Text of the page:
Converting an old pen plotter into a PCB milling and pyrography device

So, we have this old A3 pen plotter, a Roland DG DXY-800A. Old as the hills, pre-HPGL. Years ago (mid-90s), I remember driving the thing using QBasic. It did come with a “driver” of sorts, an old DOS program that could read early Autocad. The handbook was full of example code for various versions of BASIC (including Apple II BASIC).

I still have the unit, and some of the pens (new in packet). I’ve lost the manual for it, but a few years back I did find enough information about it to write this Perl script, which takes some rudimentary HPGL as input and spits out the equivalent draw and move commands. I had it working with Inkscape, parsing its HPGL.

I’ve since found a scanned copy of the DXY-880A manual, so there’s the other instructions covered, and detail on the DIP switches needed to use RS-232. Thus I don’t need a parallel port to drive this, I can use serial (even USB serial). An Arduino could probably bit-bang the parallel port anyway, it’s basically the IBM PC/XT printer interface which is 5V TTL.

The plotter has positioning accuracy to 0.1mm in theory, a shade under 4mil.

My thinking is this. There was a holder for a standard pen available years ago. This could probably be 3D-printed, and maybe make it take a Dalo pen for drawing PCB designs onto copper-clad fibreglass for conventional chemical etching.

If a suitably small high-speed motor could be found and cutting bit, then alternatively, this could directly mill out PCBs.

Furthermore, it may be viable to make a holder for some nichrome wire (maybe mould some bakelite?) to allow computer-controlled pyrography, basically automating the making of the signs that I’ve been doing by hand around the space lately. While the laser cutter is obviously going to do finer detail, the plotter should be faster and less idiosyncratic.

The brains are fine, and still work, so while I could make new drivers for the stepper motors and replace the brains driving them, there’s no need for that since I know how to drive it. It’ll be the mechanical side of things that’ll need working out.

This could be a useful electronics prototyping and artwork tool for the space if I can get it going, since the plotter fundamentally doesn’t care what’s underneath the pen (or even that it’s holding a pen).

I’m still sore after someone decided to pull apart the multi-pen plotter I went to some effort to resurrect a few years back. Subtract one working plotter and replace it with a pile of junk parts :frowning:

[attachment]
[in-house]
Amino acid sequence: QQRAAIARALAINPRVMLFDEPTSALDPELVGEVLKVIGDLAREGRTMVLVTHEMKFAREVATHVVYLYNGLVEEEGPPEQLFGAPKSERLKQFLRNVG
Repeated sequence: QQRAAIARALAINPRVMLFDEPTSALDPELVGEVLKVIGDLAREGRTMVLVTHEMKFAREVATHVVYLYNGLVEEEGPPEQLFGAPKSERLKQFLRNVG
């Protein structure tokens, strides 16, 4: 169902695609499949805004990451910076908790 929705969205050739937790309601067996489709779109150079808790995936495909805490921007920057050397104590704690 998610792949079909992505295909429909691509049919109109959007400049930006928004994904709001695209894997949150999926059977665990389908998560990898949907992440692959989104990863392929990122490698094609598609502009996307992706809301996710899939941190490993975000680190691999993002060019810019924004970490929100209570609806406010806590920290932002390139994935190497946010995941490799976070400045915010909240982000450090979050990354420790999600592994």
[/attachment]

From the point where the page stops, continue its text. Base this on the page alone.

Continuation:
In any case, I’d be really surprised if the mechanism in this would be strong enough to mill sideways without deflecting badly. It’s only designed to hold really light pens and move them about quickly. We’ve got enough stuff here we could build another XYZ table that could do a better job - especially since we pulled apart the Pandora.

I agree with @pelrun. Leave the plotter as it is, as a plotter. Make it go with modern stuff so it can plot from all sorts of sources maybe?

In regards to the PCB CNC, the one in craftpunk should be able to do that nicely. It does need some TLC, though. If you want to I won’t object to having it rejiggered.

The Pandora was that enormous 3D printer with a tiny (w.r.t build volume) print head, right?

There’s a good point regarding force, I seem to remember the unit travelling about 3cm/sec when plotting so it’s not what I’d call “swift”, however the stepper motors directly drive the mechanism. Undoubtedly a purpose-built machine would do a better job. My thinking was, okay, it might have to take multiple passes, but still should be possible to engrave/etch something. The Dalo pen technique sounds like the better option.

Interesting to hear of the fate of the previous plotter… wonder what the motive was.

Plotters for general CAD work aren’t all that attractive these days due to the fact inkjet and laser printers can usually outperform them for most tasks. This might be useful in craft punk though for plotting designs onto fabric or other things that can’t go through a printer.

Thinking early this morning, might be possible to interface this to a single board computer with the help of some shift registers (unless there are enough GPIOs already to bit-bang the parallel port) and voltage level translation.

Expanding that Perl script to do the rest of HPGL or perhaps implementing a Postscript to DXY translator might enable its use with CUPS, add networking and we could send plot jobs to it. There’s room on the underside where a Raspberry Pi or BeagleBone could fit to do this. That, along with some pen holders for various size pens would pretty well future-proof it.

I suppose we can give it a look… what sort of TLC is required?